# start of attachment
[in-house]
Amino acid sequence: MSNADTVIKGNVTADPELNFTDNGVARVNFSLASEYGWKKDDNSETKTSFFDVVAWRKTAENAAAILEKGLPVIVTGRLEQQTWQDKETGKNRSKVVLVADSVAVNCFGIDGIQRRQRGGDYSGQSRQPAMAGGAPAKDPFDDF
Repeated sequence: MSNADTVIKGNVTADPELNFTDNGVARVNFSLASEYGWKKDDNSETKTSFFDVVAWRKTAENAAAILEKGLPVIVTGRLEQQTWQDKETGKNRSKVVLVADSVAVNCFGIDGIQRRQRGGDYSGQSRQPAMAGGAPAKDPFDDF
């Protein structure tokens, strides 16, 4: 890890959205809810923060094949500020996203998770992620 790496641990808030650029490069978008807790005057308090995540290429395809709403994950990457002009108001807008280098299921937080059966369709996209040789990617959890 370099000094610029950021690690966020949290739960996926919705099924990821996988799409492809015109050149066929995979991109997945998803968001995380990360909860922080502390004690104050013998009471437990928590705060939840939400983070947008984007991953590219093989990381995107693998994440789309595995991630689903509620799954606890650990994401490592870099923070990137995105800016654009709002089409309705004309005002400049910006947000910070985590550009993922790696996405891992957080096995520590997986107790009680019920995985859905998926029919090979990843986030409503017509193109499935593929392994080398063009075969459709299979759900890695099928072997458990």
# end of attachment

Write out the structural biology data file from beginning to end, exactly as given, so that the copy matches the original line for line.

[in-house]
Amino acid sequence: MSNADTVIKGNVTADPELNFTDNGVARVNFSLASEYGWKKDDNSETKTSFFDVVAWRKTAENAAAILEKGLPVIVTGRLEQQTWQDKETGKNRSKVVLVADSVAVNCFGIDGIQRRQRGGDYSGQSRQPAMAGGAPAKDPFDDF
Repeated sequence: MSNADTVIKGNVTADPELNFTDNGVARVNFSLASEYGWKKDDNSETKTSFFDVVAWRKTAENAAAILEKGLPVIVTGRLEQQTWQDKETGKNRSKVVLVADSVAVNCFGIDGIQRRQRGGDYSGQSRQPAMAGGAPAKDPFDDF
């Protein structure tokens, strides 16, 4: 890890959205809810923060094949500020996203998770992620 790496641990808030650029490069978008807790005057308090995540290429395809709403994950990457002009108001807008280098299921937080059966369709996209040789990617959890 370099000094610029950021690690966020949290739960996926919705099924990821996988799409492809015109050149066929995979991109997945998803968001995380990360909860922080502390004690104050013998009471437990928590705060939840939400983070947008984007991953590219093989990381995107693998994440789309595995991630689903509620799954606890650990994401490592870099923070990137995105800016654009709002089409309705004309005002400049910006947000910070985590550009993922790696996405891992957080096995520590997986107790009680019920995985859905998926029919090979990843986030409503017509193109499935593929392994080398063009075969459709299979759900890695099928072997458990």